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Jesuit Neo-Latin Tragedy in France

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Chapter Summary

Tragedy becomes the expression of communion with God in history and beyond. In Jesuit theatre, the hero's will is often at one with that of God. The drama is the expression not of the death throes of the hero's conscience but of the inexorable violence and cruelty of princes, kings or emperors who are blinded by their own power and rebelling against the will of God. The plays normally end with the reestablishment of divine order on earth and the punishment of the guilty. To write a tragedy, the Jesuits had two ancient models: Senecan tragedy, rediscovered by the first Paduan humanists in the early Trecento, frequently commented on, and Greek tragedy, printed and translated into Latin from the early sixteenth century. One major quality of the Jesuit theatre, apart from the ballets, is in the Latin writing of tragedy inspired by the formal framework of Seneca's plays.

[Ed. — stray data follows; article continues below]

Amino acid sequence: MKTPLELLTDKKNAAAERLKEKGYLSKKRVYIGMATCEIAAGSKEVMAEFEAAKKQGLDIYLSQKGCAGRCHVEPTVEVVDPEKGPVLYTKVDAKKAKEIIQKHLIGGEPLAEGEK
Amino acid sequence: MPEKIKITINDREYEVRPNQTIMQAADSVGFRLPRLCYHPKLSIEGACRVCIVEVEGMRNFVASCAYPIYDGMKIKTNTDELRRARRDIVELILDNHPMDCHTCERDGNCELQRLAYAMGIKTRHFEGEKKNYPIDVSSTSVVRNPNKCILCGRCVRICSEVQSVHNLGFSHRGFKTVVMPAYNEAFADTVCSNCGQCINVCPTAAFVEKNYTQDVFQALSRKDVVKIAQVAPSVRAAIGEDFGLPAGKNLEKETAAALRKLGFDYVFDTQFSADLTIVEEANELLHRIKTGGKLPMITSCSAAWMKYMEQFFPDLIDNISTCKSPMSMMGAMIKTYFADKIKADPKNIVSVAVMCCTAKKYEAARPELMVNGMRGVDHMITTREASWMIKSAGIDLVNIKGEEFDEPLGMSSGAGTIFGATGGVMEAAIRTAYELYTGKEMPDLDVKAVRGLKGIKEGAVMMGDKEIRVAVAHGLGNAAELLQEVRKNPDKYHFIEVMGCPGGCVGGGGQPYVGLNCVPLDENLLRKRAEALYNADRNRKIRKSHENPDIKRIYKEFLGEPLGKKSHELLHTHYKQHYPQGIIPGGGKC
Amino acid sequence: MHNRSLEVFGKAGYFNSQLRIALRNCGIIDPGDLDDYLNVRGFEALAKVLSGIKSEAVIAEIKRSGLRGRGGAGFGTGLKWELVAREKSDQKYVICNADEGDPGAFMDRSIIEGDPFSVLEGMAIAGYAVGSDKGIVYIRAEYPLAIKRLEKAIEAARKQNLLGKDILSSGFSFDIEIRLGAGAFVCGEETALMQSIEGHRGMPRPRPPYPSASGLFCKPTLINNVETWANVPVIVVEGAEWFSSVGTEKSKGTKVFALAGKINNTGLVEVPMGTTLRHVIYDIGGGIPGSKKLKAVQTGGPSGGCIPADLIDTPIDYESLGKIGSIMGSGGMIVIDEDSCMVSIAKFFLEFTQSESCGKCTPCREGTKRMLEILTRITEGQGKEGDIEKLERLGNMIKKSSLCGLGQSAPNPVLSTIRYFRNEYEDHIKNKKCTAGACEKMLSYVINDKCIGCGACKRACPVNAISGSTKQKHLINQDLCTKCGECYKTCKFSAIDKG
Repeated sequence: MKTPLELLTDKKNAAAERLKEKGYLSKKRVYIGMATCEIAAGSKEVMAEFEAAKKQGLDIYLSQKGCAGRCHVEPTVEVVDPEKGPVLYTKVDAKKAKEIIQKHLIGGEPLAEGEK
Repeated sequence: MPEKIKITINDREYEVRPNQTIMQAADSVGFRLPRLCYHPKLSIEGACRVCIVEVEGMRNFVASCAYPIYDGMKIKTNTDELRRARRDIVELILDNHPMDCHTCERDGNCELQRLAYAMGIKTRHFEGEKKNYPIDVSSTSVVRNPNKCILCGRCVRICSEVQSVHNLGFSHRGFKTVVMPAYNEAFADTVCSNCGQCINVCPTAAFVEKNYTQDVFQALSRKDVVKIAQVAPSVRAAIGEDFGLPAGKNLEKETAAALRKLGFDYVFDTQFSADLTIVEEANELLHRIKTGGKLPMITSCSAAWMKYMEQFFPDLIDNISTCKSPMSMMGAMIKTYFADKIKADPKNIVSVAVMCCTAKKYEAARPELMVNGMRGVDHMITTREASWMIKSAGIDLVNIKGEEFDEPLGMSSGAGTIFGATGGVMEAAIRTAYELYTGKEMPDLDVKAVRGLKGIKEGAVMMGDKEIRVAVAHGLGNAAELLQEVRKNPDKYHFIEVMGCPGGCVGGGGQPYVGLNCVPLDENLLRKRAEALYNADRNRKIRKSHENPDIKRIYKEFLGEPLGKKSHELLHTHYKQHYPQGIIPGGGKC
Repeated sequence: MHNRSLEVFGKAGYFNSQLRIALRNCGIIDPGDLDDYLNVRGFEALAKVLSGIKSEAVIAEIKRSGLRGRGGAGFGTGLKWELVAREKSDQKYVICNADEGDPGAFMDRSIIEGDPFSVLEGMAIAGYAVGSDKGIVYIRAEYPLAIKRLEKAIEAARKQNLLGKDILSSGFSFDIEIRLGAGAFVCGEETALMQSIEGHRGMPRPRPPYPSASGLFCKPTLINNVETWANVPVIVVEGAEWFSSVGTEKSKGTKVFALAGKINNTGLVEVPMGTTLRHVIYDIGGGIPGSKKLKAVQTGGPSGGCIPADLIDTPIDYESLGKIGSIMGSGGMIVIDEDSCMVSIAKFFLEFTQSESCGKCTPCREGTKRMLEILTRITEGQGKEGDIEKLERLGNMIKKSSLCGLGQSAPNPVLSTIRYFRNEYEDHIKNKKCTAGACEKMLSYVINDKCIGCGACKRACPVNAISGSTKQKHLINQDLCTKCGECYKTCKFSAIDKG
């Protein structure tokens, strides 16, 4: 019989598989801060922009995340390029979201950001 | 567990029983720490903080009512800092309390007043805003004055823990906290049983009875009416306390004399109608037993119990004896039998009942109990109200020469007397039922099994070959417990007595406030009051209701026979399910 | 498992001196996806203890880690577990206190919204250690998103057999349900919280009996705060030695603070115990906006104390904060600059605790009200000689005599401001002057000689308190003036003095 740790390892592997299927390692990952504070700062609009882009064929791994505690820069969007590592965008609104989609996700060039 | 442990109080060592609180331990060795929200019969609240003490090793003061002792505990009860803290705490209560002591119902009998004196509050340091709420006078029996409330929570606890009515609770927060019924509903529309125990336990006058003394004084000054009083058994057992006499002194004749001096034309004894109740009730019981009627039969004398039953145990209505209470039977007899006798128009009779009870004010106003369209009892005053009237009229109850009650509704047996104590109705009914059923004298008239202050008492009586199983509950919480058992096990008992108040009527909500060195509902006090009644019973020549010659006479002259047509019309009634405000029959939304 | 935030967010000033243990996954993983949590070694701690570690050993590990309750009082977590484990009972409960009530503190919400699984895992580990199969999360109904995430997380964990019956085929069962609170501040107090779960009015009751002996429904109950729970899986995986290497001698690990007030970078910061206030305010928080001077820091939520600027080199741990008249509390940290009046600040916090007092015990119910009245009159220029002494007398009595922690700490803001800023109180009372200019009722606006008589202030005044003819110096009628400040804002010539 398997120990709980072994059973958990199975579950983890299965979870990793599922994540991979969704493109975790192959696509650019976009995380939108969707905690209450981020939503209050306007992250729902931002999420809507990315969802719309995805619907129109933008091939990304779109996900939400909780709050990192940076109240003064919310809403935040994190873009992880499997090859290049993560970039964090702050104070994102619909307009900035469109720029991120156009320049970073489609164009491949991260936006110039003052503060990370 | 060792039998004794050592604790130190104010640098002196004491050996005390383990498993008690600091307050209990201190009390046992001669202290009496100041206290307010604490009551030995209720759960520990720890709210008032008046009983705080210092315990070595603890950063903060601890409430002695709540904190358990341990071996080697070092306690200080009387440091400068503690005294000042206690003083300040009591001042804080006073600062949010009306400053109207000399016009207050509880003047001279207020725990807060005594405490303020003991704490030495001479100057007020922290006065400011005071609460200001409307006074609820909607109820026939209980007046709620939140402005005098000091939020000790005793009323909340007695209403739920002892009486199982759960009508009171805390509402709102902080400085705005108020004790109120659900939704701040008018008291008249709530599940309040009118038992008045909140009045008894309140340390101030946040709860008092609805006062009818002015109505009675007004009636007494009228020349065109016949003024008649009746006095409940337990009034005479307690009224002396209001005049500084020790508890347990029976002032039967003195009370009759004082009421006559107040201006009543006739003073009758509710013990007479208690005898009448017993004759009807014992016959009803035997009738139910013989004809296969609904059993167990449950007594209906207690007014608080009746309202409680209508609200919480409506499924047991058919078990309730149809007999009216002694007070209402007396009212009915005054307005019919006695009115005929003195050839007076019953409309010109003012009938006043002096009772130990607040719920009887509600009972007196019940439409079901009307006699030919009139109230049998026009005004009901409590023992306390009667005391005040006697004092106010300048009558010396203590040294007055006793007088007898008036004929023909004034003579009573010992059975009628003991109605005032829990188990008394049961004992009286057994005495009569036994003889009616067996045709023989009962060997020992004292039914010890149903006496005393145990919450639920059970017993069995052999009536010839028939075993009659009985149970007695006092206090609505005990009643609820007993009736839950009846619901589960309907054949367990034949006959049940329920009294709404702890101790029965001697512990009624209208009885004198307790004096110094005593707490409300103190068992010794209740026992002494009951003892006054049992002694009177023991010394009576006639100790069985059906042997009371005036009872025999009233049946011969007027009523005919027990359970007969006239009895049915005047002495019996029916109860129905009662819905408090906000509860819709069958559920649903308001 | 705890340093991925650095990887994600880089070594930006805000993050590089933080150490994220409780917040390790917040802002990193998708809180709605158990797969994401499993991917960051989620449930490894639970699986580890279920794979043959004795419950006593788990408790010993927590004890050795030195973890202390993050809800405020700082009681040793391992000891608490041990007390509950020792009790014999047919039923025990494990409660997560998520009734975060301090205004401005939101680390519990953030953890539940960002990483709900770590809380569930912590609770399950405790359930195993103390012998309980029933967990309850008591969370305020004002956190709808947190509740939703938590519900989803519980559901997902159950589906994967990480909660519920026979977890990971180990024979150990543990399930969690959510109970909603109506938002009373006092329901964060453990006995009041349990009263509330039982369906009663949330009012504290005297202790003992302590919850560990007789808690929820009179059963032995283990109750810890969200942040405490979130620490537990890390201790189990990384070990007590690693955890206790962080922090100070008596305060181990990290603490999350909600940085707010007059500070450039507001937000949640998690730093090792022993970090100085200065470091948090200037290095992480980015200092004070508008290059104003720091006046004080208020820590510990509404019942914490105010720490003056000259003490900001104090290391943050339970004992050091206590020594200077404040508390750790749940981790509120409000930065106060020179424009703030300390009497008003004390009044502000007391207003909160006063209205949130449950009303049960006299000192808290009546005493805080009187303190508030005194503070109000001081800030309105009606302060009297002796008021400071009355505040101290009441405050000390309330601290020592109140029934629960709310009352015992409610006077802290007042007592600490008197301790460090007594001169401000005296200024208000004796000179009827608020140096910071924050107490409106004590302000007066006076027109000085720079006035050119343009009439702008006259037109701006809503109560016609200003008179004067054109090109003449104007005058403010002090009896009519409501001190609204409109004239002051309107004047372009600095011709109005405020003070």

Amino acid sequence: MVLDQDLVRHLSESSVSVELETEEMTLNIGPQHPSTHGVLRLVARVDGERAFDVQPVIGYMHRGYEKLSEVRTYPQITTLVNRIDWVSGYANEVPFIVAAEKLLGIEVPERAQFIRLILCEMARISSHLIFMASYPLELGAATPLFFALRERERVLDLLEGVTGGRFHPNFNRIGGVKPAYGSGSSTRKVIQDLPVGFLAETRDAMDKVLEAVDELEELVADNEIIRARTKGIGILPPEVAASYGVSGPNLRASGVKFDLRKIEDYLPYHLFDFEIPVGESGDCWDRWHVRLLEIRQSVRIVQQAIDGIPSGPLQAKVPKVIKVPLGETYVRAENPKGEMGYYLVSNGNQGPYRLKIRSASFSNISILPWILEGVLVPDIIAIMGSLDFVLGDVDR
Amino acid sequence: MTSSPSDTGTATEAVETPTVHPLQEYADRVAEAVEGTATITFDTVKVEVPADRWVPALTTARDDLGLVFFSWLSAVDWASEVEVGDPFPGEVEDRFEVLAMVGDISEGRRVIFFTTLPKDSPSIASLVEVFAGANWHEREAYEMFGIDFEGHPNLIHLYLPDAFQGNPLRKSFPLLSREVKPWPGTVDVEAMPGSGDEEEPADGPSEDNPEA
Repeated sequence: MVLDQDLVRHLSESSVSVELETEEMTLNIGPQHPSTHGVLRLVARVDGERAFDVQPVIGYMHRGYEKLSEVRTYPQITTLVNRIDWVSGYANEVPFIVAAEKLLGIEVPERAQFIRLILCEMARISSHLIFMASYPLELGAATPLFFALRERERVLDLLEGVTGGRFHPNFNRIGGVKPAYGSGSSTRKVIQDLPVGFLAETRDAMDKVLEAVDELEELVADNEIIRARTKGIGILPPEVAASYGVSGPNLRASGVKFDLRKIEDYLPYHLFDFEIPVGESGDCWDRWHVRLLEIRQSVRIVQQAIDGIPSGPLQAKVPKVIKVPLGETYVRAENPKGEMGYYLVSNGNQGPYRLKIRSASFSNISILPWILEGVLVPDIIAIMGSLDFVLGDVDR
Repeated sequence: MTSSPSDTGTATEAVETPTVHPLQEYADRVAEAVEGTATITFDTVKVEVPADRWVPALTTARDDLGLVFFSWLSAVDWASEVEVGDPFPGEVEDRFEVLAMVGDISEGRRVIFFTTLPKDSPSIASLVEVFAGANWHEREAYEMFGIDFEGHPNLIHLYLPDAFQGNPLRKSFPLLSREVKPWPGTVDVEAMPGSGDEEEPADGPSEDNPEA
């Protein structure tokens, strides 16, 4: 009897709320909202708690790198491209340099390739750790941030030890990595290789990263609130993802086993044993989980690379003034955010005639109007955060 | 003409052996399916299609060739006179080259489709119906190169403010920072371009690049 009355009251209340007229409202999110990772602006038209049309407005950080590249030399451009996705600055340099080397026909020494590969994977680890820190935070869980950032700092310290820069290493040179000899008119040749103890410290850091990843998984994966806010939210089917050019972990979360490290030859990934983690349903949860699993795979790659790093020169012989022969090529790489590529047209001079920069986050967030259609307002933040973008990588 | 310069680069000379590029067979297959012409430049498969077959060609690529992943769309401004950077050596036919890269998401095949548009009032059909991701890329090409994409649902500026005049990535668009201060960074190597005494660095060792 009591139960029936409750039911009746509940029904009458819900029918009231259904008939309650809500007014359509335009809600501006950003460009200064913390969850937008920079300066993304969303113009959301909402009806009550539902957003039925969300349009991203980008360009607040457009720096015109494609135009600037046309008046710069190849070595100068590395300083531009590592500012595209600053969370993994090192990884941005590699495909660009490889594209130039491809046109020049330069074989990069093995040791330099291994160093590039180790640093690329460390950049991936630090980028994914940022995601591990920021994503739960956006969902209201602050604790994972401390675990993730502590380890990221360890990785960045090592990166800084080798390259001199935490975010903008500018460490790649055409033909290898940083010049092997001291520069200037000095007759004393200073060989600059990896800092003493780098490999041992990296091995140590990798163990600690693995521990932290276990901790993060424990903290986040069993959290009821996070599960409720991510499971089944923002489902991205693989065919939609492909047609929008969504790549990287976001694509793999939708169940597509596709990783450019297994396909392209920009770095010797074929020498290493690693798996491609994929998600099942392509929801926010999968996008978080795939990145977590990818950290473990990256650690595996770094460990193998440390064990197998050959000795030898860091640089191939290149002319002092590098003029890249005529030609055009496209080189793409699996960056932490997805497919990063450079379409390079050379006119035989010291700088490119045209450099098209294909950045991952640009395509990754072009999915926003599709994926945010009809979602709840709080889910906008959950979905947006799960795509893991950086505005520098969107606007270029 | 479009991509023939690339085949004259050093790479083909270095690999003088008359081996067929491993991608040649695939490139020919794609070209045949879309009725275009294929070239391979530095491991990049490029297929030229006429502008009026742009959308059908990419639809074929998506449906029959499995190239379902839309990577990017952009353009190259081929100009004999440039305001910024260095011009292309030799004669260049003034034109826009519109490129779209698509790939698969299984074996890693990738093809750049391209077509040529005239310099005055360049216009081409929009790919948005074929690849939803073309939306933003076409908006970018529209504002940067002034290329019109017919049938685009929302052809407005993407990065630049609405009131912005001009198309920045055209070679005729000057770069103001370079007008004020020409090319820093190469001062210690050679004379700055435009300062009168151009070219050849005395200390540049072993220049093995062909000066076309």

Keywords: ballets; France; Greek tragedy; Jesuit theatre; Neo-Latin tragedy; Senecan tragedy



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